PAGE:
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Discovering Switzerland Part Ten – Aaugau & Engadine

May 04, 2018

To the southeast of Basel in Switzerland’s north, the Aargau is a quiet rural province covered in apple and cherry orchards, thick woods, and rolling hills. Although it is one of the least mountainous regions in the country, it is home to some deceptively difficult riding, with many short, steep climbs to explore. The roads are pitch perfect and almost trafficless. You can easily accumulate a couple of thousand metres of climbing on a ride, or stay down in the valleys and spin your legs on the flat.


The mountain biking in the region is also superb. The foothills of the Jura ripple into the canton’s northwestern corner and are webbed with many cross-country routes. The trails pass through gnarled forests and by medieval fortresses.


The Engadine is located right in the southeast corner of Switzerland, so it’s a good jaunt by rail or car from Zurich or Geneva. Milan’s also an option if you’re flying in. Once you’re there though, you’ll want to stay for the sunshine, the luxury, and the thrills.

There are hundreds of kilometers of trails to explore in the area, from marathon cross-country routes to lift-serviced descents off the 3,056-meter summit of Piz Nair. There’s the Corviglia flow trail, a high-speed pump track chock-full of jumps and banked turns, which plummets down the 1948 Olympic ski course from the 2,486-metre Corviglia station to Chantarella.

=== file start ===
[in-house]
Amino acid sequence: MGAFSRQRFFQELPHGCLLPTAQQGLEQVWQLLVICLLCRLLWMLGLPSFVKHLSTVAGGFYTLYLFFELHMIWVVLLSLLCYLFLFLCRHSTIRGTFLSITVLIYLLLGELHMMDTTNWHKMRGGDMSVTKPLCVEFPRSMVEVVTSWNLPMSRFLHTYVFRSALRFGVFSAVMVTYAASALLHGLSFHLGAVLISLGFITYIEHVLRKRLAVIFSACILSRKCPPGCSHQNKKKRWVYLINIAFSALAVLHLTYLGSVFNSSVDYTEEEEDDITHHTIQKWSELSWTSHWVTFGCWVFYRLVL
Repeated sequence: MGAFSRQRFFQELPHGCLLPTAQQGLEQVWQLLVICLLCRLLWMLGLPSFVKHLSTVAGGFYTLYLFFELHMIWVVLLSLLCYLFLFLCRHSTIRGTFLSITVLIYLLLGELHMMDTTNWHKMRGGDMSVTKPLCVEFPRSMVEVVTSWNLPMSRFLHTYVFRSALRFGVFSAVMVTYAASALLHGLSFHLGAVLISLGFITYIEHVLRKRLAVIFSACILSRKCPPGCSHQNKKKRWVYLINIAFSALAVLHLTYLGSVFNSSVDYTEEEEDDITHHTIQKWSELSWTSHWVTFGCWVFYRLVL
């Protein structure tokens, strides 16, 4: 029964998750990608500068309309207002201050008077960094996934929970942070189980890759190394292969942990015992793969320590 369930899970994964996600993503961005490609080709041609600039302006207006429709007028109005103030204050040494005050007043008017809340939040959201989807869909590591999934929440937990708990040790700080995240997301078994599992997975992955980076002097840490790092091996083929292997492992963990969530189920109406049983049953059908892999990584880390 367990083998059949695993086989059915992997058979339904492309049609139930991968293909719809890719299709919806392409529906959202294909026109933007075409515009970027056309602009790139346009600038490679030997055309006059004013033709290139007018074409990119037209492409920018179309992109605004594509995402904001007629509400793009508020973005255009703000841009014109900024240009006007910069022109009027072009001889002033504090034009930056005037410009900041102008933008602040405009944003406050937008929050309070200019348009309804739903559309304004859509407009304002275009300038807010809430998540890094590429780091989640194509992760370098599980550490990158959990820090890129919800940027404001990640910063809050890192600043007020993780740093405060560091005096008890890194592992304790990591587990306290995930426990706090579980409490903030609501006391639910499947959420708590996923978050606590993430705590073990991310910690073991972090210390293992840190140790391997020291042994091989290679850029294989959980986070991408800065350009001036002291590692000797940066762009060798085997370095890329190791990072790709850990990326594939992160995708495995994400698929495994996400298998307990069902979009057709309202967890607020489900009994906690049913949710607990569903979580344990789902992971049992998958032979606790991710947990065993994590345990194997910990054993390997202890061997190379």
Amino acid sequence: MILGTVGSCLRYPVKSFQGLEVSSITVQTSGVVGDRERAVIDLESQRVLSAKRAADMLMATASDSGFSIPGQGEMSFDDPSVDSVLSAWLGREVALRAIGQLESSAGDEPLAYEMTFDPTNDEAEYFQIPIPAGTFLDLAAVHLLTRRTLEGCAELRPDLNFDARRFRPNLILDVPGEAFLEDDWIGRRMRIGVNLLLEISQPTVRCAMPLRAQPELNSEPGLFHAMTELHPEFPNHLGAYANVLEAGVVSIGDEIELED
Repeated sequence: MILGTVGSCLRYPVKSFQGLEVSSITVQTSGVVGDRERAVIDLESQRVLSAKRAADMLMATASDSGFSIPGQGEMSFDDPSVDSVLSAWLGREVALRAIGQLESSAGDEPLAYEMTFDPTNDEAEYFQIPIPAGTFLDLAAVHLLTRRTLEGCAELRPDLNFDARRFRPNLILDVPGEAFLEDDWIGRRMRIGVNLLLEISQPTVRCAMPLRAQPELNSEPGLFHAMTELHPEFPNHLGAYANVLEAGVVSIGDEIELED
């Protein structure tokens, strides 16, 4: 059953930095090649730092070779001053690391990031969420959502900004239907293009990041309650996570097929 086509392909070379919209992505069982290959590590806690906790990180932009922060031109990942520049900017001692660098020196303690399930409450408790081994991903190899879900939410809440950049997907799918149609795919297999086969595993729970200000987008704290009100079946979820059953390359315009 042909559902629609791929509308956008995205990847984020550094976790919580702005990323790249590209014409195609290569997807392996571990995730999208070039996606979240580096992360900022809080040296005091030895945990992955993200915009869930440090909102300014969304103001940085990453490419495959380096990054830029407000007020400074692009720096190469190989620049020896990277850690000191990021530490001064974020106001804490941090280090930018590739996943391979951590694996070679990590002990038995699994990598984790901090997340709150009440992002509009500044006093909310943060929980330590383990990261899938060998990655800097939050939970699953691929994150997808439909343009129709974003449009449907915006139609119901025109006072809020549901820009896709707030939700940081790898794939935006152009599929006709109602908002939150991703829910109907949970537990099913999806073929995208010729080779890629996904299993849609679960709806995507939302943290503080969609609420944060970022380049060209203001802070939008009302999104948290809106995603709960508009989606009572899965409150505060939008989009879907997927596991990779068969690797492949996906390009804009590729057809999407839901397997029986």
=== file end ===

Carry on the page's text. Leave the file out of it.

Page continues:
The road riding in the area is also superb. The Maloja Pass, to the southwest of town is one of the best descents you can ride. It drops down a squiggle of switchbacks into the Val Bregaglia and then races on into Italy for 30 kilometers. In Chiavenna, turn north towards the Splügenpass, an awesome 30-kilometer climb that averages 6%. Near the summit, you’ll cross back over the border into Switzerland. Then, there’s a long descent to Thusis, where you can turn towards home, heading first to Tiefencastel and then up the Julierpass. From the base to the summit, you’re looking at 38.6 kilometers of climbing with an elevation gain of 1448 meters. From there, all that’s left is the fast descent to Silvaplana and a short jaunt back to Saint Moritz to finish what is about a 190-kilometer day.

For a more in-depth look at the two regions covered, including a stunning catalog of images, head on over to CyclingTips for the full article.

Imagery courtesy of Tim Bardsley-Smith. Video Courtesy of My Media Sydney

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